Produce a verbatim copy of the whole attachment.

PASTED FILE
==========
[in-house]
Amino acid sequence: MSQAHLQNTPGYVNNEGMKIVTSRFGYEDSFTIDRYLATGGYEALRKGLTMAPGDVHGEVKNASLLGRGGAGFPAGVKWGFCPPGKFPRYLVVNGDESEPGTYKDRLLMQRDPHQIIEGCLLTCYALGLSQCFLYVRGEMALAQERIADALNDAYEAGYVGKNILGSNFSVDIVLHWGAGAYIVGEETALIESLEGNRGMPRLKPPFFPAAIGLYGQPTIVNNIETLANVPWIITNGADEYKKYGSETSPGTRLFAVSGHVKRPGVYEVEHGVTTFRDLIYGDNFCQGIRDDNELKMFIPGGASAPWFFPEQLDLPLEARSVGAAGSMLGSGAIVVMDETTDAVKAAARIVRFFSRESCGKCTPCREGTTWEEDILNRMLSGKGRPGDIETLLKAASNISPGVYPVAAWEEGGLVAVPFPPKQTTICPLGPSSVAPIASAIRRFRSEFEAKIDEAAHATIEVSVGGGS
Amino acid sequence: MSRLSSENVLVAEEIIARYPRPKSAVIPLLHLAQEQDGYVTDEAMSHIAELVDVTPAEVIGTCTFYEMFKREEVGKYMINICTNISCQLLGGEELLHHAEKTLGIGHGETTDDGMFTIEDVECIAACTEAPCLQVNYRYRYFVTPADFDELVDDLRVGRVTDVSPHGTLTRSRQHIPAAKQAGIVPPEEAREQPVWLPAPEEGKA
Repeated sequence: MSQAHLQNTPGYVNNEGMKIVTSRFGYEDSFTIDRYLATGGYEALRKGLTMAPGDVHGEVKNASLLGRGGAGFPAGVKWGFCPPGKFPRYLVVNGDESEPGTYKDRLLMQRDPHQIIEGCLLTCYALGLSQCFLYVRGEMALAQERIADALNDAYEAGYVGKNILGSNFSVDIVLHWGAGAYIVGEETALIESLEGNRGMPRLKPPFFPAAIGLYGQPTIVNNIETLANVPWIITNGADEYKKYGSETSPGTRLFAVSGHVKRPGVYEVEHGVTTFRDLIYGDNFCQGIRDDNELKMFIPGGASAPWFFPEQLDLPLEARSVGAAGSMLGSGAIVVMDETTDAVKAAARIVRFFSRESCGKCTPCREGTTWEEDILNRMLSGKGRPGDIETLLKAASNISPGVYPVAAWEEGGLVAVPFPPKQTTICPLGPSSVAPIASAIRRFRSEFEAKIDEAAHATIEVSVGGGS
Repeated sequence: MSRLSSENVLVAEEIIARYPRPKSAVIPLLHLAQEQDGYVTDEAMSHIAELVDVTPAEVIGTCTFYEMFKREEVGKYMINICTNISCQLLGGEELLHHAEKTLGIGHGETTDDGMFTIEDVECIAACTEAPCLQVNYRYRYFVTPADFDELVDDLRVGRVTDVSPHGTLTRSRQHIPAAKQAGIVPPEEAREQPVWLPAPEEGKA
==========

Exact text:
[in-house]
Amino acid sequence: MSQAHLQNTPGYVNNEGMKIVTSRFGYEDSFTIDRYLATGGYEALRKGLTMAPGDVHGEVKNASLLGRGGAGFPAGVKWGFCPPGKFPRYLVVNGDESEPGTYKDRLLMQRDPHQIIEGCLLTCYALGLSQCFLYVRGEMALAQERIADALNDAYEAGYVGKNILGSNFSVDIVLHWGAGAYIVGEETALIESLEGNRGMPRLKPPFFPAAIGLYGQPTIVNNIETLANVPWIITNGADEYKKYGSETSPGTRLFAVSGHVKRPGVYEVEHGVTTFRDLIYGDNFCQGIRDDNELKMFIPGGASAPWFFPEQLDLPLEARSVGAAGSMLGSGAIVVMDETTDAVKAAARIVRFFSRESCGKCTPCREGTTWEEDILNRMLSGKGRPGDIETLLKAASNISPGVYPVAAWEEGGLVAVPFPPKQTTICPLGPSSVAPIASAIRRFRSEFEAKIDEAAHATIEVSVGGGS
Amino acid sequence: MSRLSSENVLVAEEIIARYPRPKSAVIPLLHLAQEQDGYVTDEAMSHIAELVDVTPAEVIGTCTFYEMFKREEVGKYMINICTNISCQLLGGEELLHHAEKTLGIGHGETTDDGMFTIEDVECIAACTEAPCLQVNYRYRYFVTPADFDELVDDLRVGRVTDVSPHGTLTRSRQHIPAAKQAGIVPPEEAREQPVWLPAPEEGKA
Repeated sequence: MSQAHLQNTPGYVNNEGMKIVTSRFGYEDSFTIDRYLATGGYEALRKGLTMAPGDVHGEVKNASLLGRGGAGFPAGVKWGFCPPGKFPRYLVVNGDESEPGTYKDRLLMQRDPHQIIEGCLLTCYALGLSQCFLYVRGEMALAQERIADALNDAYEAGYVGKNILGSNFSVDIVLHWGAGAYIVGEETALIESLEGNRGMPRLKPPFFPAAIGLYGQPTIVNNIETLANVPWIITNGADEYKKYGSETSPGTRLFAVSGHVKRPGVYEVEHGVTTFRDLIYGDNFCQGIRDDNELKMFIPGGASAPWFFPEQLDLPLEARSVGAAGSMLGSGAIVVMDETTDAVKAAARIVRFFSRESCGKCTPCREGTTWEEDILNRMLSGKGRPGDIETLLKAASNISPGVYPVAAWEEGGLVAVPFPPKQTTICPLGPSSVAPIASAIRRFRSEFEAKIDEAAHATIEVSVGGGS
Repeated sequence: MSRLSSENVLVAEEIIARYPRPKSAVIPLLHLAQEQDGYVTDEAMSHIAELVDVTPAEVIGTCTFYEMFKREEVGKYMINICTNISCQLLGGEELLHHAEKTLGIGHGETTDDGMFTIEDVECIAACTEAPCLQVNYRYRYFVTPADFDELVDDLRVGRVTDVSPHGTLTRSRQHIPAAKQAGIVPPEEAREQPVWLPAPEEGKA